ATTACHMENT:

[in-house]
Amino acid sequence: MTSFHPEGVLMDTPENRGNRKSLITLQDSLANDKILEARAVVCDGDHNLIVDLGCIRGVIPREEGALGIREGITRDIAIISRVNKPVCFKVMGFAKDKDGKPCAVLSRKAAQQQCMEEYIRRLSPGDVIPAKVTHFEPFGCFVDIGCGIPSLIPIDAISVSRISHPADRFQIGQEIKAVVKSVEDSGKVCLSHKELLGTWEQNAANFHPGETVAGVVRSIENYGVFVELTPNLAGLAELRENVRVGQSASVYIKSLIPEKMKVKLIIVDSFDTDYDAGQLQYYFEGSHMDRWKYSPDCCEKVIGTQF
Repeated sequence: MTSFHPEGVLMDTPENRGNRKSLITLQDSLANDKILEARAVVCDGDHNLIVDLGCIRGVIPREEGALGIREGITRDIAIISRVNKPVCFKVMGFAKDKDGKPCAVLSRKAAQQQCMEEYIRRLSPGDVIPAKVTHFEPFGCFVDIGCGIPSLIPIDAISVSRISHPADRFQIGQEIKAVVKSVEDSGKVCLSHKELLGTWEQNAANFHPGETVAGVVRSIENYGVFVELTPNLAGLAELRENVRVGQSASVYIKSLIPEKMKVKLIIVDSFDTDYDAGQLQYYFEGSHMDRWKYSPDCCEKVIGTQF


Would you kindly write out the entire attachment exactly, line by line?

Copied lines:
[in-house]
Amino acid sequence: MTSFHPEGVLMDTPENRGNRKSLITLQDSLANDKILEARAVVCDGDHNLIVDLGCIRGVIPREEGALGIREGITRDIAIISRVNKPVCFKVMGFAKDKDGKPCAVLSRKAAQQQCMEEYIRRLSPGDVIPAKVTHFEPFGCFVDIGCGIPSLIPIDAISVSRISHPADRFQIGQEIKAVVKSVEDSGKVCLSHKELLGTWEQNAANFHPGETVAGVVRSIENYGVFVELTPNLAGLAELRENVRVGQSASVYIKSLIPEKMKVKLIIVDSFDTDYDAGQLQYYFEGSHMDRWKYSPDCCEKVIGTQF
Repeated sequence: MTSFHPEGVLMDTPENRGNRKSLITLQDSLANDKILEARAVVCDGDHNLIVDLGCIRGVIPREEGALGIREGITRDIAIISRVNKPVCFKVMGFAKDKDGKPCAVLSRKAAQQQCMEEYIRRLSPGDVIPAKVTHFEPFGCFVDIGCGIPSLIPIDAISVSRISHPADRFQIGQEIKAVVKSVEDSGKVCLSHKELLGTWEQNAANFHPGETVAGVVRSIENYGVFVELTPNLAGLAELRENVRVGQSASVYIKSLIPEKMKVKLIIVDSFDTDYDAGQLQYYFEGSHMDRWKYSPDCCEKVIGTQF